While it remains to be seen whether this will be the net effect of Obama's choice, I doubt that it will be. Already the religious conservatives are ranting that Warren is betraying them by accepting this invitation from a "baby-murderer." It would be lovely to think that granting Warren this honor would cause a healing of the rift between red and blue in this country, but I find that idea rather naive. The rift goes far deeper than denominational brand names, as you are clearly aware.

The religious conservatives understand as well as we do that Warren's invite has nothing to do with Obama espousing their ideals, and anything short of such espousal will provoke no shift of support from them, anymore than Bush inviting Susan to give the Invocation and then turning around and continuing to support persecution of the glbt community would have impressed us or convince us to lend him our support.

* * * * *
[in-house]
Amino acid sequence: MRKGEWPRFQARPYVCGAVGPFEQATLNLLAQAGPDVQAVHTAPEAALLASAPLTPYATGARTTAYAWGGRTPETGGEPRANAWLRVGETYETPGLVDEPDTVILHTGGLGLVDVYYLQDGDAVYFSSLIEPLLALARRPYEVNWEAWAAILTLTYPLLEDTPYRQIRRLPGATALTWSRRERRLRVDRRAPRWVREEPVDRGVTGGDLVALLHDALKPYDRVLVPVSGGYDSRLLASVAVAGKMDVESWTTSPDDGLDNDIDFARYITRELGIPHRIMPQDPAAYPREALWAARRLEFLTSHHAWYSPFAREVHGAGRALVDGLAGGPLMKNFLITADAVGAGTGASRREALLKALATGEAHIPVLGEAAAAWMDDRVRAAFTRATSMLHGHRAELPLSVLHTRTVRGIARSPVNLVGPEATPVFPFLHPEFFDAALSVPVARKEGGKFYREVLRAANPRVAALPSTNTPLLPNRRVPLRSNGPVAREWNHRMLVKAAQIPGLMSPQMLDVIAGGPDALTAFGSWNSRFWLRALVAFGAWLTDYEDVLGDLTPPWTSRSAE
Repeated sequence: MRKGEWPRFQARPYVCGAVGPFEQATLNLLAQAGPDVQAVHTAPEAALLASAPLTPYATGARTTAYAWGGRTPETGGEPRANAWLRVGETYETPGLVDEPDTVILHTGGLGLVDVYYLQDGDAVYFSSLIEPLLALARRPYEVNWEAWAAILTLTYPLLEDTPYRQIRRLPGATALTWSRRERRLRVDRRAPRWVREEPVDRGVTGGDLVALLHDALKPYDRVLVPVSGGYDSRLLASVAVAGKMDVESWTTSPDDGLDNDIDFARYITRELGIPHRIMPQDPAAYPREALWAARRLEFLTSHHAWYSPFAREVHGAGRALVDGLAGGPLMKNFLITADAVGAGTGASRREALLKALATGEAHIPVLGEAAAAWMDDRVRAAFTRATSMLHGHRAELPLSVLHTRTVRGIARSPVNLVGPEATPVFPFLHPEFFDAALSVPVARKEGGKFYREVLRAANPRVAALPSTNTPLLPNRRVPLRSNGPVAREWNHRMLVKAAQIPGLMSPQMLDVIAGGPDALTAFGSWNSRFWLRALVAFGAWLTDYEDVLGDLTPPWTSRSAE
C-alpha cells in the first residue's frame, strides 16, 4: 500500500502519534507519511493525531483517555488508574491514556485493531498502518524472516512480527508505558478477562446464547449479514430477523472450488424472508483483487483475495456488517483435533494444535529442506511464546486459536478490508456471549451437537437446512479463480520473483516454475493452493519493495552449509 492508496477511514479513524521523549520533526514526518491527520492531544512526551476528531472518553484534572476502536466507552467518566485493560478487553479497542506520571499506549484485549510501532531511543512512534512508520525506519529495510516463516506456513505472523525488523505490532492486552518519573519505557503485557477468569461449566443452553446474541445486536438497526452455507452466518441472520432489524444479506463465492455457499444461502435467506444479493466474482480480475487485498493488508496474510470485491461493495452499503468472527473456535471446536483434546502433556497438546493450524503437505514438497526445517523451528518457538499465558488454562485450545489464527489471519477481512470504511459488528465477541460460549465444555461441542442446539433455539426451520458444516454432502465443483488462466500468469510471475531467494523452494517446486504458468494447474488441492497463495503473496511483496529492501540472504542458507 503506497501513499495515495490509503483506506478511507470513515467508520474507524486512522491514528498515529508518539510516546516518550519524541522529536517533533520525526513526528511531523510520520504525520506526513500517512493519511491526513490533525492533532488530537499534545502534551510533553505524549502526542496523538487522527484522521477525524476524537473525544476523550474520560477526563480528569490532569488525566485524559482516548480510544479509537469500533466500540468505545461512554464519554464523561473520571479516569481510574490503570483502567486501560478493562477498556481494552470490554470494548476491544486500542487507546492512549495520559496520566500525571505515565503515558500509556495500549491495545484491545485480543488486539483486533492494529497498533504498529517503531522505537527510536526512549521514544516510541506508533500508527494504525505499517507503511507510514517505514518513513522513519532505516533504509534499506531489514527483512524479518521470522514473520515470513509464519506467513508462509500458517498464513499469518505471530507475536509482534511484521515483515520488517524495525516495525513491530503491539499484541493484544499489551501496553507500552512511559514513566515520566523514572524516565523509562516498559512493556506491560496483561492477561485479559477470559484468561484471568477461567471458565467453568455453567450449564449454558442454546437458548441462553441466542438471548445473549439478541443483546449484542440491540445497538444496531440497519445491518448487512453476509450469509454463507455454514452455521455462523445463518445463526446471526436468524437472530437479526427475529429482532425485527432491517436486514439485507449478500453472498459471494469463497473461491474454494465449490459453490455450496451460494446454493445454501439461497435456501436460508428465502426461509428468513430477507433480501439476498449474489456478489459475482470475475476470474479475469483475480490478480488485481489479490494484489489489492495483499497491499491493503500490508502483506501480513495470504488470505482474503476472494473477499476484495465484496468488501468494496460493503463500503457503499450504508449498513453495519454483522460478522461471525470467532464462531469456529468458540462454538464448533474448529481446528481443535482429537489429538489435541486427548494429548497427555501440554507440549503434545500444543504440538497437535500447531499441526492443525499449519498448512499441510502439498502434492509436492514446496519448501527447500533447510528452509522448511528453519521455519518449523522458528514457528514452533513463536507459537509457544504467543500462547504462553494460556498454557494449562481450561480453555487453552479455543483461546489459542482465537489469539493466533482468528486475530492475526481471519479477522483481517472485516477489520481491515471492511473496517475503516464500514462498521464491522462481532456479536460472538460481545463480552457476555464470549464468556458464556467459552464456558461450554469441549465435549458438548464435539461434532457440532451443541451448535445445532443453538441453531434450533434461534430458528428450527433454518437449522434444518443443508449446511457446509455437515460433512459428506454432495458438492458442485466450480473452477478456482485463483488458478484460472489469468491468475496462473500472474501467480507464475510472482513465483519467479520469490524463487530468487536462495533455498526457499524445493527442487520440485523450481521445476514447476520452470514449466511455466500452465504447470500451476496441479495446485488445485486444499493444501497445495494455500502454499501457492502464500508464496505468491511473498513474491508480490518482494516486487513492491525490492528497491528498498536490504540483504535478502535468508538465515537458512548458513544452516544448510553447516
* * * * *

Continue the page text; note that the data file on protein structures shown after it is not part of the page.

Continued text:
I doubt Lincoln would have had a pro-slavery minister speak at his Inauguration, or Kennedy a pro-segregation minister. Why should this be different? Because we are ashamed? Because we are willing to accept the judgment of those who declare that "gay is different than black" or that "gays do not have the moral high ground, like the black civil rights movement did"? No thanks.

IT said...

I am not a Christian. I find choosing a man who is not only opposed to my rights as a married lesbian, but who advocates assassination, supports war, and considers an insentient ball of cells the same as a victim in a gas chamber, deeply deeply offensive.

And I'm not even TALKING about putting prayer into a secular space, which is offensive as well.

edav38 said...

to IT,

ALL Fetuses became Viable Outside of the Womb with the Onset of Test Tube fertilization. From the first second that a Test Tube was used to inseminate an ova, the debate on viability of a fetus as being, as you call it, "an insentient ball of cells", was over and done with, and thanks to the Science that created Test Tube Viability, you and those with your stance Lost the debate.